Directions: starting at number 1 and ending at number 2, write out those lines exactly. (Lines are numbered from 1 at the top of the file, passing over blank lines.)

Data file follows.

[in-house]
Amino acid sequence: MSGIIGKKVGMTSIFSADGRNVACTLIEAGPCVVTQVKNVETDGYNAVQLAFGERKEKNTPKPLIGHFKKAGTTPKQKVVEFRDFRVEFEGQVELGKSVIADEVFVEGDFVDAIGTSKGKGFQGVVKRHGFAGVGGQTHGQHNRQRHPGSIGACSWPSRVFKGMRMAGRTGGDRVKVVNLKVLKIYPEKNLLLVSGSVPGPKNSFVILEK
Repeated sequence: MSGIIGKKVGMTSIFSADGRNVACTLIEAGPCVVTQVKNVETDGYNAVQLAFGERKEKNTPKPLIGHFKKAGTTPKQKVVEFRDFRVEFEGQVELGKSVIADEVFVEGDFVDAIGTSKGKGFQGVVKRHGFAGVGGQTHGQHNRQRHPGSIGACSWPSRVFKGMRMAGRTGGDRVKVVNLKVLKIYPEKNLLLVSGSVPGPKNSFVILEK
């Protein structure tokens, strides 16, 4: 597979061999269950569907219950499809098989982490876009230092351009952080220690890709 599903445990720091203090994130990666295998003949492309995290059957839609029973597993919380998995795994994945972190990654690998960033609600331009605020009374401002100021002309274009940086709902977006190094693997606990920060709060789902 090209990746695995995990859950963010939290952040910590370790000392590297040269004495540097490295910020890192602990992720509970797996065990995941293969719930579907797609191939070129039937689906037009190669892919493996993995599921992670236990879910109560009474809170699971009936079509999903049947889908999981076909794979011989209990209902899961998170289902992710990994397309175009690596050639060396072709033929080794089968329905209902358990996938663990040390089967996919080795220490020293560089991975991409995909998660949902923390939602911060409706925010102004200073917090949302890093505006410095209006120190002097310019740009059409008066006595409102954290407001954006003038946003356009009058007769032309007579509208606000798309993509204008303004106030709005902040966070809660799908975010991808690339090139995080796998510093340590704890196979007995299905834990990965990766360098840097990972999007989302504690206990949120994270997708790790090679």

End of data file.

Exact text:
[in-house]
Amino acid sequence: MSGIIGKKVGMTSIFSADGRNVACTLIEAGPCVVTQVKNVETDGYNAVQLAFGERKEKNTPKPLIGHFKKAGTTPKQKVVEFRDFRVEFEGQVELGKSVIADEVFVEGDFVDAIGTSKGKGFQGVVKRHGFAGVGGQTHGQHNRQRHPGSIGACSWPSRVFKGMRMAGRTGGDRVKVVNLKVLKIYPEKNLLLVSGSVPGPKNSFVILEK